They are black, they are aboriginal and they are queer. They are the new Queens of the Desert. Six Aboriginal drag queens (one of which is pictured above) will open up the 12th Native Spirit Film Festival, as the Australian documentary Black Divaz kick-starts the event. The action takes place between October 11th and 21st in Bloomsbury (Central London).
And that’s just the tip of the iceberg. The event includes more than 50 films from all continents, more than half directed by Indigenous filmmakers. The event will also include a number of talks and debates. Artists and speakers include: Ingrid Pumayalla (Peru), Greta Morton Elangué (Indigenous Australian) and founder of the Festival of Indigenous Australian Cinema in Paris), Jules Koostachin (Cree, Canada), Red Haircrow (Chiricahua Apachean award-winning writer), Suming Rupi (Amis-Taiwanese singer and songwriter), Ado’ Kaliting Pacidal (Amis, Taiwan), Lin Guo-ting (Amis, Taiwan), Sara Kautolonga (Tonga), Peiman Zekavat (Director of Timbo) and Alex Browning (African Diaspora).
There will also be an exhibition held at The Crypt entitled Life Blood, featuring Cara Romero Photography in collaboration with Bloomsbury Festival’s theme Activists and Architects of Change.
Check out the most important highlights from the event below, and don’t forget to check out the full programme and book your ticket (many of the screenings are free) right here!
TOP FILM PICKS
Crystal Love takes to the stage, gargantuan in gown and appearance. Describing herself as a whale, Love refers to the audience as a bunch of “cunts”. It’s a hysterical moment in a series of moments which details the empowerment a Drag Queen Pageant can bring to a person. Love admits later of being reinvigorated, while Isla refers to the transformation as one which changes their attitude from being masculine to more girly more easily. Behind the costumes, flowing hair and choreography is the story of empowerment, invigoration and humanity, all told with the cheekiest of tongues.
Click here for our review of Black Divaz and here for the exclusive interview with the filmmaker Andrew Russell Wills (an Aboriginal LGBT man himself).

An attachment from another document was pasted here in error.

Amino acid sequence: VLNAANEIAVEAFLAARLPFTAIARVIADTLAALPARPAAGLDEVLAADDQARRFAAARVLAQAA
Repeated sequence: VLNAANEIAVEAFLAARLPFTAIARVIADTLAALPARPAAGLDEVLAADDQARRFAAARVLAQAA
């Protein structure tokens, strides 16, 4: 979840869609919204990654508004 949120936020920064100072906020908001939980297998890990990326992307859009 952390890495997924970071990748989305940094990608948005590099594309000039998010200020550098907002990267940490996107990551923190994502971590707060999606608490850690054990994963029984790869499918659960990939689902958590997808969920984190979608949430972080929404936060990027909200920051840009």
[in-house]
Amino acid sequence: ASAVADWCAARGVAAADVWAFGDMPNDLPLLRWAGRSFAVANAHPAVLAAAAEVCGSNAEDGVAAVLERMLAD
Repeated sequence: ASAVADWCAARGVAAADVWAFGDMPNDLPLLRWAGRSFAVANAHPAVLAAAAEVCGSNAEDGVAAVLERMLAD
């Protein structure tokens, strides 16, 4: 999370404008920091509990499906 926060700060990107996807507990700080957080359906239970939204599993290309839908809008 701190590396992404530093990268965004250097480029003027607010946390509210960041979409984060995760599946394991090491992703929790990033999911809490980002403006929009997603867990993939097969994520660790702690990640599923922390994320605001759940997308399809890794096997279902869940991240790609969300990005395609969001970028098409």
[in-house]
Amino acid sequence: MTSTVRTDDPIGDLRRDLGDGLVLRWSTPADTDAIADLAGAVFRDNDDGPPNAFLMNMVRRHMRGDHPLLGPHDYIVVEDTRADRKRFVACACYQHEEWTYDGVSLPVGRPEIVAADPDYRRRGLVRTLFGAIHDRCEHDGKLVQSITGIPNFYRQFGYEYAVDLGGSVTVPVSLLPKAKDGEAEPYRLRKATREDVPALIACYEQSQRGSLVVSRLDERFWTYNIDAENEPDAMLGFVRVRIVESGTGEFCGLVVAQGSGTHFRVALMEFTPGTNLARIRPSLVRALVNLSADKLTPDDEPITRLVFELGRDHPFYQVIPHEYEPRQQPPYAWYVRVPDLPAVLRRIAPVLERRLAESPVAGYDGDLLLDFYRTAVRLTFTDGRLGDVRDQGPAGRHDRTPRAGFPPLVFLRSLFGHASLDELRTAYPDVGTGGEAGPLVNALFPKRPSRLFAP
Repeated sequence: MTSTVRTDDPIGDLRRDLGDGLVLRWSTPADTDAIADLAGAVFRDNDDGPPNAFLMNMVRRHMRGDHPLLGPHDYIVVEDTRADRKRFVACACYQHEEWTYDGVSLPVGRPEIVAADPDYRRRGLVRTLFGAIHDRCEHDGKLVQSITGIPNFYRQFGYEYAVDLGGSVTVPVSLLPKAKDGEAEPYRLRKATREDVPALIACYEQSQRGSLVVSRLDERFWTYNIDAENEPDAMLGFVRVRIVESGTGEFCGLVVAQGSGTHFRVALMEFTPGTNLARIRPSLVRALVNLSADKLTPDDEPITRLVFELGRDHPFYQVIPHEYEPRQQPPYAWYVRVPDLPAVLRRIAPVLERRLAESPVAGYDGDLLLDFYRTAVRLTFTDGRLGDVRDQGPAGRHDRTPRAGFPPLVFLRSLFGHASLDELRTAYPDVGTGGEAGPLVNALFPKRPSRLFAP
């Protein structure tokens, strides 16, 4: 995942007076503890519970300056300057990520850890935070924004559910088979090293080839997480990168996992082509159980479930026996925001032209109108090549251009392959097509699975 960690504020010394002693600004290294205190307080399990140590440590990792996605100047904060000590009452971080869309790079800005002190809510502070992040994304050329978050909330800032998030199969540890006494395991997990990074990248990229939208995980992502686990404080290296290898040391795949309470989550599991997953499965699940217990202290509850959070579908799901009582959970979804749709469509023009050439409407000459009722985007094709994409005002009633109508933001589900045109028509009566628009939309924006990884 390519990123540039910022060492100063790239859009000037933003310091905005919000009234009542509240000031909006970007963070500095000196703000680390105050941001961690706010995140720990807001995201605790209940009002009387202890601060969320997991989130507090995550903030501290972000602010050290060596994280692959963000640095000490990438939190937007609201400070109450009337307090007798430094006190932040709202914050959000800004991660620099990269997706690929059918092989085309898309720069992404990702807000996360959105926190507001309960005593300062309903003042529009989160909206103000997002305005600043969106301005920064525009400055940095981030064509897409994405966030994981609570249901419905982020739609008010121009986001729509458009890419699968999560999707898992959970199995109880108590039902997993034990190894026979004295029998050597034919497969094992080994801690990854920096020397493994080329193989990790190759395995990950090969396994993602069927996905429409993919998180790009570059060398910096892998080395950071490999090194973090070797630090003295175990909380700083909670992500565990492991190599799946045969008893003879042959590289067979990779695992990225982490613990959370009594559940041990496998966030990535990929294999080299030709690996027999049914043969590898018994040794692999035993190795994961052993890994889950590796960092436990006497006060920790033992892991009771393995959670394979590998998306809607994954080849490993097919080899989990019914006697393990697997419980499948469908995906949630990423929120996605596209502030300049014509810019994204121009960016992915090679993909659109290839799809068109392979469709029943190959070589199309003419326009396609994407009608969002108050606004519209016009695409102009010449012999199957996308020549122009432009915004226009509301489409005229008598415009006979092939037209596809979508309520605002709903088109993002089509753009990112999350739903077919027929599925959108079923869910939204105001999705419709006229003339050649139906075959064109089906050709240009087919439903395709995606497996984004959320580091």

Politics and art mix in Burkinabè Rising, a deep dive into the way culture informs, comments upon and even provokes societal change. Looking at how Burkina Faso has changed since the popular uprising of 2014, it is a sprawling mosaic of a movie that seems to take in the whole country in its generous, inquisitive approach.
The key event is the 2014 ousting of Blaise Compaoré, considered by many to have led the country over the past 27 years in an undemocratic fashion. He took over from the pan-African revolutionary Thomas Sankara, who is widely considered to be Africa’s answer to Che Guevara (for one thing, he sells as many T-shirts in that region). More an African icon than a mere Burkinabé mortal, the spirit of Sankara is constantly evoked in this restless look at the country’s contemporary art and culture.
3. It’s Been a Long Time (Laha Mebow, 2017):
Two Taiwanese aboriginal musicians Suming and Baobu, are invited to New Caledonia, by the Director for a trip. During this voyage, they made friends with local Kanak musician, played music, lived together, and sometimes composed together. A film about language barriers and music´s ability to cross cultural differences.
4. Suming Carrying the Flag (Jau-Horne Sen, 2017):
Suming, a young Amis man from eastern Taiwan, is part of the first generation of Indigenous people forced to lose their native language. Singing in the Amis language, Suming has worked his way to the forefront of Taiwan’s popular music scene, while simultaneously leading the Indigenous (Amis) youth to rediscover their tribal identity and uniting his people behind the creation of Amis Music Festival.
5. 7th Generation (John L Voth, 2017):
The film is about Oglala Lakota tribal member Jim Warne’s efforts in helping Tribal Nations find a way to succeed in a contemporary American system and still remain Indian at heart.
After the Wounded Knee Massacre a Lakota medicine man named Black Elk had a prophecy, “It will take 7 generations to heal our sacred hoop.”
6. Yvy Maraey (Juan Carlos Valvidia, 2013):
A well-off metropolitan filmmaker hoping to retrace the trail of an early Swedish documentarian travels to the Bolivian highlands in search of savages. Once there, however, he finds his privileged cultural position met with ire more often than awe. Including allusions to documentary classics like Nanook of the North, Valdivia’s film moves beyond the plot itself to probe larger questions of memory, the politics of representation, and the power of cinema.
7. Forget Winnetou: Loving the Wrong Way (Red Haircrow, 2018):
It may be the only film of its kind, for we explore the roots of racism and colonialism, apathy and adoration in German society from Native perspectives and through their experiences. Germany is a microcosm of struggles taking place across the world both against and for decolonization, and the correction of systematic racism and white supremacy that’s still dividing and destroying our world.
8. PLACEenta (Jules Koostachin, 2017):
Jules sets out to find a place for her Cree Nation traditional placenta ceremony.